Airline Chief Warns of Fare Hike

AA & BA discount the claim

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    NEWSLETTERS

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    LONDON - MARCH 14: An information sign inside the new Terminal 5 at Heathrow Airport, prior to its official opening on March 14, 2008 in London, England. (Photo by Dan Kitwood/Getty Images)

    The chief executive of Virgin Atlantic airlines says an alliance strengthening between American Airlines and British Airways could cost you more money if you plan to fly to or from London Heathrow airport.

    Fort Worth-based American Airlines and British Airways were given tentative approval last month to deepen their trans-Atlantic alliance.  The two airlines, which are already part of the OneWorld Alliance, said they are trying to counter competition created by the 2008 flight restrictions between US and Europe being lifted.

    The DOT's decision may become final in mid-April after a comment period.

    In an interview with the Daily Telegraph newspaper in London, Steve Ridgway said the American Department of Transportation's tentative agreement to the deal would give AA and BA 50 percent of the slots that are currently available at Heathrow.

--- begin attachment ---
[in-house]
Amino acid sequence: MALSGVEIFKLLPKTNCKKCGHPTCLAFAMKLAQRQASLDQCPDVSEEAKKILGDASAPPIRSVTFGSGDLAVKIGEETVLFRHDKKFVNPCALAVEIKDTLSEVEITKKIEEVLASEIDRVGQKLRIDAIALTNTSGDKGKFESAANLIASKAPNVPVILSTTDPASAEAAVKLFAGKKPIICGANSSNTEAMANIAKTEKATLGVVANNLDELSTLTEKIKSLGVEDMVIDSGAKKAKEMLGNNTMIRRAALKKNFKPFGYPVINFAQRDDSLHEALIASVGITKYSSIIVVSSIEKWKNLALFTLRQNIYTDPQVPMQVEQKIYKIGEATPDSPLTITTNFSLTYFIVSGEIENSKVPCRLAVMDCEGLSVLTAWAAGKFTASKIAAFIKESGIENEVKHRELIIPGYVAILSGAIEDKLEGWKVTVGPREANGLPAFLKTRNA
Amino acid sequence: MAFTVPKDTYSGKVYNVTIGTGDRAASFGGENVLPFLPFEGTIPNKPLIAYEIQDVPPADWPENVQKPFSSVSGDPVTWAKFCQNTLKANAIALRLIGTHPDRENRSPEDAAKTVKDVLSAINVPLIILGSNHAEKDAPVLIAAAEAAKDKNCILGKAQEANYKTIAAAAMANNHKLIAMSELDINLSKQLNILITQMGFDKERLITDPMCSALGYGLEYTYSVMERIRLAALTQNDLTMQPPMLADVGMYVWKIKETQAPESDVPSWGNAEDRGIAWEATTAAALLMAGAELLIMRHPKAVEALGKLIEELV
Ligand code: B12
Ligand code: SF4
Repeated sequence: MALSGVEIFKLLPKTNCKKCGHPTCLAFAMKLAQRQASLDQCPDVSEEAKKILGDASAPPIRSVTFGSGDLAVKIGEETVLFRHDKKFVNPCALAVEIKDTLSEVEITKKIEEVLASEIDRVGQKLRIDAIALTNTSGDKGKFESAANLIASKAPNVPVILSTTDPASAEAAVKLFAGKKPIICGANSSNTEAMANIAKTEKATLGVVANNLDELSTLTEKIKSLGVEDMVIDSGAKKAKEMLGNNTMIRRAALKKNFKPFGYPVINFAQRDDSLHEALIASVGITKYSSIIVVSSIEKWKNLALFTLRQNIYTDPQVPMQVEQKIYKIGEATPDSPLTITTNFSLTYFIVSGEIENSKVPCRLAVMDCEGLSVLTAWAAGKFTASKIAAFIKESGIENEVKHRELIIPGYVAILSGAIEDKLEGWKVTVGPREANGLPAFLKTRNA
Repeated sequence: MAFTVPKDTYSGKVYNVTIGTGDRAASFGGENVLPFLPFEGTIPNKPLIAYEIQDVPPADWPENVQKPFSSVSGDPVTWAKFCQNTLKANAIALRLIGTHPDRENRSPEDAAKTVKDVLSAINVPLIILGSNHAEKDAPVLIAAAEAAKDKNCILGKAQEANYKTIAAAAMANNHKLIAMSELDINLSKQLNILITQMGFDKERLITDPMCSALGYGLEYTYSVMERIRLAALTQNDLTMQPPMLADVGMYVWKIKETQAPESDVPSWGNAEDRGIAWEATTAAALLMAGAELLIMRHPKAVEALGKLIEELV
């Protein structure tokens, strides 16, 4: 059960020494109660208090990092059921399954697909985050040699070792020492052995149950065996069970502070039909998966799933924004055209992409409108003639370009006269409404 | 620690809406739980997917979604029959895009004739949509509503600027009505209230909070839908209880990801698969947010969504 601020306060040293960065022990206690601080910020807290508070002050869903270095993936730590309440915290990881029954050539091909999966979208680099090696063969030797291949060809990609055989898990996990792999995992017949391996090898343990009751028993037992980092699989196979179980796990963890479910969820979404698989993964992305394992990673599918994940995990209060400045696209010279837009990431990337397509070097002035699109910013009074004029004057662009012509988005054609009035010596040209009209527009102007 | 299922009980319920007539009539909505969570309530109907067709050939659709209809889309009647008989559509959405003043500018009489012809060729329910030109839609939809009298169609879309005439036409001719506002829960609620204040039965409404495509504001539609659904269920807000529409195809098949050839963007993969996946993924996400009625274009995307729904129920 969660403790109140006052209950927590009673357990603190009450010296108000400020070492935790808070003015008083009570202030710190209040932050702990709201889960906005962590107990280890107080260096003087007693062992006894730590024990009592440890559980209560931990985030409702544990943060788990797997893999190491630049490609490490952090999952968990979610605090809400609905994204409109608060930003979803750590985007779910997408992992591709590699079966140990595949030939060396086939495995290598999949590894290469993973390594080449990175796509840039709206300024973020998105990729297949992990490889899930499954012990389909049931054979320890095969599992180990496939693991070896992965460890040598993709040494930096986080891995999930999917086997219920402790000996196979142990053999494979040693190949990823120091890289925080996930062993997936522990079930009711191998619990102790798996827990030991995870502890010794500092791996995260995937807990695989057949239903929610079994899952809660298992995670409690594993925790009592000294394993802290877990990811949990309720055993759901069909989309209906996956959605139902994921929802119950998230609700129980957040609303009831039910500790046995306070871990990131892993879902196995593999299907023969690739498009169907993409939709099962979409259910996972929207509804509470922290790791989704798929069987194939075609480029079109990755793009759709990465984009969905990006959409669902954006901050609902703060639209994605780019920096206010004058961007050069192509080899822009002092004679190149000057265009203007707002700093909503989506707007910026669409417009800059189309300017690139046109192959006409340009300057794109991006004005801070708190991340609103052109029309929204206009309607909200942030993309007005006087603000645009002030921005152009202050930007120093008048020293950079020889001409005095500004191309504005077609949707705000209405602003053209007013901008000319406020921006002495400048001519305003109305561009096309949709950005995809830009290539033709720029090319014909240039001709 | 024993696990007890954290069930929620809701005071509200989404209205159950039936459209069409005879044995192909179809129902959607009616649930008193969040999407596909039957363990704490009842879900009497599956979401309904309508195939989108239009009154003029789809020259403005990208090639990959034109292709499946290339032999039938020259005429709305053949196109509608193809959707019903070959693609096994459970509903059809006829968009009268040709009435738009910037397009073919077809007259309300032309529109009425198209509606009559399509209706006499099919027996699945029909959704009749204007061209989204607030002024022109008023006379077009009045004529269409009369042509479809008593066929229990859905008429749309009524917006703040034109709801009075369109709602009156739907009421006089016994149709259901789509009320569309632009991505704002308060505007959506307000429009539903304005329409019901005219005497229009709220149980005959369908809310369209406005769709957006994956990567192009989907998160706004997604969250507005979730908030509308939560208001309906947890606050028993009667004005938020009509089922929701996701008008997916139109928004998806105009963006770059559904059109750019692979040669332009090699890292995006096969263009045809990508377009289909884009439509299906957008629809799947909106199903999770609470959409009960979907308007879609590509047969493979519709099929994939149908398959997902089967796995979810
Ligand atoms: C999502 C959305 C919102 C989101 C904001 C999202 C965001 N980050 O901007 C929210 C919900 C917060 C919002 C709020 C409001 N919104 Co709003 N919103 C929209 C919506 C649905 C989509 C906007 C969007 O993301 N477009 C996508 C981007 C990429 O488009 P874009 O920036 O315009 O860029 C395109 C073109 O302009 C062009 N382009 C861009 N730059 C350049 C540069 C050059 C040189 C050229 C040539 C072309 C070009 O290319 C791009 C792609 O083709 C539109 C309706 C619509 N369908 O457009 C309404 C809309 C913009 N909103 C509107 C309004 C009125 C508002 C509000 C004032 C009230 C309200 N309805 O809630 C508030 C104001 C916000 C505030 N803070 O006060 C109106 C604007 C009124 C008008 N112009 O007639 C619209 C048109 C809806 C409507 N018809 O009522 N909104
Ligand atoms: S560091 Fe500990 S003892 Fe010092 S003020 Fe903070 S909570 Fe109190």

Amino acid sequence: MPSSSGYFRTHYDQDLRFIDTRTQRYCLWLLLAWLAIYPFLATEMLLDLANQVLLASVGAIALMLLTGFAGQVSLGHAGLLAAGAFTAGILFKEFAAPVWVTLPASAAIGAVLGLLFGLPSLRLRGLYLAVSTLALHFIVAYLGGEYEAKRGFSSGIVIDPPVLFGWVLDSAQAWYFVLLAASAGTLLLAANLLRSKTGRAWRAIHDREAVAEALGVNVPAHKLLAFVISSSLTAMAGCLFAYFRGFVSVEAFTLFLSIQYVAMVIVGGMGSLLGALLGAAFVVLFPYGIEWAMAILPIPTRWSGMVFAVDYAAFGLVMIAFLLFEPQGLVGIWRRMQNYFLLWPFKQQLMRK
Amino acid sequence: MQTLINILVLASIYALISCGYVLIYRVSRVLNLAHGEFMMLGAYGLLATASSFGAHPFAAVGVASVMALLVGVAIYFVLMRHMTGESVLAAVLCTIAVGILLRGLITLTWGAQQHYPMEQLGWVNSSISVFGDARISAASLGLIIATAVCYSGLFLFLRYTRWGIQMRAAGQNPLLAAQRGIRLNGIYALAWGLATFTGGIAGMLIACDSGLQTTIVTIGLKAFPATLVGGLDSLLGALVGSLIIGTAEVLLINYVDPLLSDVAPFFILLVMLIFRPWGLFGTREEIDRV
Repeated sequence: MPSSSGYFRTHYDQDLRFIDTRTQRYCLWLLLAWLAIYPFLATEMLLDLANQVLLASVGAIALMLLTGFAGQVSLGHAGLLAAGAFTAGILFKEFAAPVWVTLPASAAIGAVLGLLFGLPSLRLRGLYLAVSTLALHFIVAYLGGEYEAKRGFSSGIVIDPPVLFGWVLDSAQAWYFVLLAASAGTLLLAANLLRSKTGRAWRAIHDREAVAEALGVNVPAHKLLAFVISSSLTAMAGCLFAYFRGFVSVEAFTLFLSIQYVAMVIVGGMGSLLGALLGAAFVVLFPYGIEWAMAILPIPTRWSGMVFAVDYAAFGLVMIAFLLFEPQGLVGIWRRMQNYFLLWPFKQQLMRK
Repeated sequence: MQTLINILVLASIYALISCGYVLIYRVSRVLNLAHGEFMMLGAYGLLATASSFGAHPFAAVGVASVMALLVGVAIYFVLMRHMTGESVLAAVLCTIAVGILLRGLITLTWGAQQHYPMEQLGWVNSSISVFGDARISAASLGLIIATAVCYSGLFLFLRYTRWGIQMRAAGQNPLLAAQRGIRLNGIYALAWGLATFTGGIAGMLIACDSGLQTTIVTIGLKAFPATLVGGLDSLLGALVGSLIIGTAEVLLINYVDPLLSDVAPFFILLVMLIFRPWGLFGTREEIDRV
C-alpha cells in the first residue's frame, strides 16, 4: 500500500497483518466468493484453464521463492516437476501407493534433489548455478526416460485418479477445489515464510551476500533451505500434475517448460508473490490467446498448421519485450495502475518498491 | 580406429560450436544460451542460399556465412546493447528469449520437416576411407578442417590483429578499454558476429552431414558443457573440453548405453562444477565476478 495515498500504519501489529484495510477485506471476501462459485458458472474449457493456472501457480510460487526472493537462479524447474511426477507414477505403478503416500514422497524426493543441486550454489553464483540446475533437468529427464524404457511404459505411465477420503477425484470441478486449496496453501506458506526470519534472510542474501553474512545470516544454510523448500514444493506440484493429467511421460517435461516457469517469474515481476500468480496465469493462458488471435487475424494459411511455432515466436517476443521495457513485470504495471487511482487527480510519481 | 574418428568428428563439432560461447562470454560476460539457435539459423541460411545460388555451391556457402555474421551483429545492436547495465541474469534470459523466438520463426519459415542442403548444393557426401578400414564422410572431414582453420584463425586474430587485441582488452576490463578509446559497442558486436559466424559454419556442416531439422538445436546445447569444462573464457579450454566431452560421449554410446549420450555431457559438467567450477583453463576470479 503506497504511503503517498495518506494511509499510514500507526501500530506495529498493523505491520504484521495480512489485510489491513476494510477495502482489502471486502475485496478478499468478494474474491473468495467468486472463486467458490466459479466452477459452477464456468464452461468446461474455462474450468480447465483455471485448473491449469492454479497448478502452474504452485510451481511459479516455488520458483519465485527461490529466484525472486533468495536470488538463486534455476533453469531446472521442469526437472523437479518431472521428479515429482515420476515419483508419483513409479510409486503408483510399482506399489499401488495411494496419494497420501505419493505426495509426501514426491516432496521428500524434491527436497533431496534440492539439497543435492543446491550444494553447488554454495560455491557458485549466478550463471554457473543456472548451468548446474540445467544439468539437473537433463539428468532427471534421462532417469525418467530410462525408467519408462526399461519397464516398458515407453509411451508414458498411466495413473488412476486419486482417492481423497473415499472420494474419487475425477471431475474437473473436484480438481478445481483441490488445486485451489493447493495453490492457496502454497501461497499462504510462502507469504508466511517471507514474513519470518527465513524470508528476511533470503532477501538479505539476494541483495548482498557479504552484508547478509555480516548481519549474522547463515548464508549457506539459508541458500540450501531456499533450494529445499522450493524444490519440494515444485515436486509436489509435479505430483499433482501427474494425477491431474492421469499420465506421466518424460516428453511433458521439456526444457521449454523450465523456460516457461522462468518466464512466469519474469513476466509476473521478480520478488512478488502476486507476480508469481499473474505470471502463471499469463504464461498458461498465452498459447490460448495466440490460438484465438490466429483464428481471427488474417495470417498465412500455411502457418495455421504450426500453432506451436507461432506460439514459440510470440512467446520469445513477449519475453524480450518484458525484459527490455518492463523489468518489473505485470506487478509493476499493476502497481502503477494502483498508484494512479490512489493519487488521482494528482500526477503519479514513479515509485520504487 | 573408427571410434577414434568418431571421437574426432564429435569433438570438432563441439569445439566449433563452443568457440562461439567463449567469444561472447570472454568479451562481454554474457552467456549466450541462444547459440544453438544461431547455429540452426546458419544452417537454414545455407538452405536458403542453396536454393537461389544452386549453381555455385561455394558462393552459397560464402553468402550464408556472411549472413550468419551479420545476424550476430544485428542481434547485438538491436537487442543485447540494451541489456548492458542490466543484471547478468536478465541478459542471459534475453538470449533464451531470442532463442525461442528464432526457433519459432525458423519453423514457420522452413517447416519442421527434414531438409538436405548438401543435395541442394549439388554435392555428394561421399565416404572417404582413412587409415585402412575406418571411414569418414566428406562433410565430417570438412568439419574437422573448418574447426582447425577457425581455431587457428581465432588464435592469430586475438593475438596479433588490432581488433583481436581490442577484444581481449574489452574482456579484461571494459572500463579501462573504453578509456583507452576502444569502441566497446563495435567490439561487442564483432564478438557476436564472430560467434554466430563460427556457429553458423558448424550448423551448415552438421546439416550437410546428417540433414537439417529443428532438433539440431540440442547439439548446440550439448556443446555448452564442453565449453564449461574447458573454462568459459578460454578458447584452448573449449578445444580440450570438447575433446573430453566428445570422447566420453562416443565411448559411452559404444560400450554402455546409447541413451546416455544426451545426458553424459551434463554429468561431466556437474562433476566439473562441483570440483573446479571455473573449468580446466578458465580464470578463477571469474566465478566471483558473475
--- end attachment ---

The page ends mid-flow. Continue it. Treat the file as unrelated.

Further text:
"If you control the market you are going to charge accordingly," Ridgway told the Telegraph.

    Virgin Atlantic unsuccessfully petitioned the American DOT to not approve the agreement.  They're now calling on the European Commission to block the deal.

    "This is the same broken record [Virgin Atlantic] has been playing for a few years now," American Airlines spokesperson Steve Schlachter said during a telephone interview with NBCDFW.   "The DOT obviously believed this agreement is pro-consumer, otherwise they wouldn't have granted tentative approval."

    "It's almost amusing," Schlachter continued, "especially since Virgin Atlantic has slots at Heathrow they don't even use, and they lease them out to other airlines because they can't find a use for them."

    A BA spokesperson told the Telegraph the agreement "would allow OneWorld to compete on an equal footing with the other main global alliances-- Star and Skyteam-- which have larger shares of transatlantic traffic and have been granted anti-trust immunity already. The deal would create the opportunity to generate revenue benefits and savings."

    Ridgway told the Telegraph that, even without the AA/BA deal, fares would likely rise industry-wide as airlines still feel the effects of the recession.